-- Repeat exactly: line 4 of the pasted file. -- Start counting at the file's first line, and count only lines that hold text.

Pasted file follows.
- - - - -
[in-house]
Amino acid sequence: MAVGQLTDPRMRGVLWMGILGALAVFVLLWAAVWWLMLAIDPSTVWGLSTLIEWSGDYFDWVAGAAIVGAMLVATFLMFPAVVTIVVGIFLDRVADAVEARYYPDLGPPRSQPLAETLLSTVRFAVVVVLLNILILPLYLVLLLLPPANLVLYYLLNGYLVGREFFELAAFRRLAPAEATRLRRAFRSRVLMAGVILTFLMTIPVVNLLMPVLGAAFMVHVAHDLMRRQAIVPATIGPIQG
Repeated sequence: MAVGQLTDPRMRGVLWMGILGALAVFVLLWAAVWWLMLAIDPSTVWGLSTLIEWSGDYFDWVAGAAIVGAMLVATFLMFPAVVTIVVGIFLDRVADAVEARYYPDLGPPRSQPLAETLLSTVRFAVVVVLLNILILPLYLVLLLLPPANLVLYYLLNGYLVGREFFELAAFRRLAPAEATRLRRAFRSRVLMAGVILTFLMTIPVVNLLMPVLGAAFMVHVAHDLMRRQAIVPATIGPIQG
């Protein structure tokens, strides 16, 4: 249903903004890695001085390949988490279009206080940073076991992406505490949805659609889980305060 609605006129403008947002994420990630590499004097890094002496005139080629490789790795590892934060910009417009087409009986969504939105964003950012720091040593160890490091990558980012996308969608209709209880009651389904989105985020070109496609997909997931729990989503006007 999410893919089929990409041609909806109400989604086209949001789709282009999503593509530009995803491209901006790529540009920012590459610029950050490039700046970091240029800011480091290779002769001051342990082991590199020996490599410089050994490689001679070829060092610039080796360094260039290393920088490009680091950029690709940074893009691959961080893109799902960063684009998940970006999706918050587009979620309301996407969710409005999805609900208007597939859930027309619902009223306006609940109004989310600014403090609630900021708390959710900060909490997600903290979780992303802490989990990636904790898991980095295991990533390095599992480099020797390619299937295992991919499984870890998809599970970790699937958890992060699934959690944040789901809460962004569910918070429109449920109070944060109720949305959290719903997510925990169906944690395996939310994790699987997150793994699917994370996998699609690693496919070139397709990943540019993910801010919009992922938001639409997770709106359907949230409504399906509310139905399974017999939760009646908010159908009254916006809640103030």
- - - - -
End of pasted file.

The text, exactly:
């Protein structure tokens, strides 16, 4: 249903903004890695001085390949988490279009206080940073076991992406505490949805659609889980305060 609605006129403008947002994420990630590499004097890094002496005139080629490789790795590892934060910009417009087409009986969504939105964003950012720091040593160890490091990558980012996308969608209709209880009651389904989105985020070109496609997909997931729990989503006007 999410893919089929990409041609909806109400989604086209949001789709282009999503593509530009995803491209901006790529540009920012590459610029950050490039700046970091240029800011480091290779002769001051342990082991590199020996490599410089050994490689001679070829060092610039080796360094260039290393920088490009680091950029690709940074893009691959961080893109799902960063684009998940970006999706918050587009979620309301996407969710409005999805609900208007597939859930027309619902009223306006609940109004989310600014403090609630900021708390959710900060909490997600903290979780992303802490989990990636904790898991980095295991990533390095599992480099020797390619299937295992991919499984870890998809599970970790699937958890992060699934959690944040789901809460962004569910918070429109449920109070944060109720949305959290719903997510925990169906944690395996939310994790699987997150793994699917994370996998699609690693496919070139397709990943540019993910801010919009992922938001639409997770709106359907949230409504399906509310139905399974017999939760009646908010159908009254916006809640103030």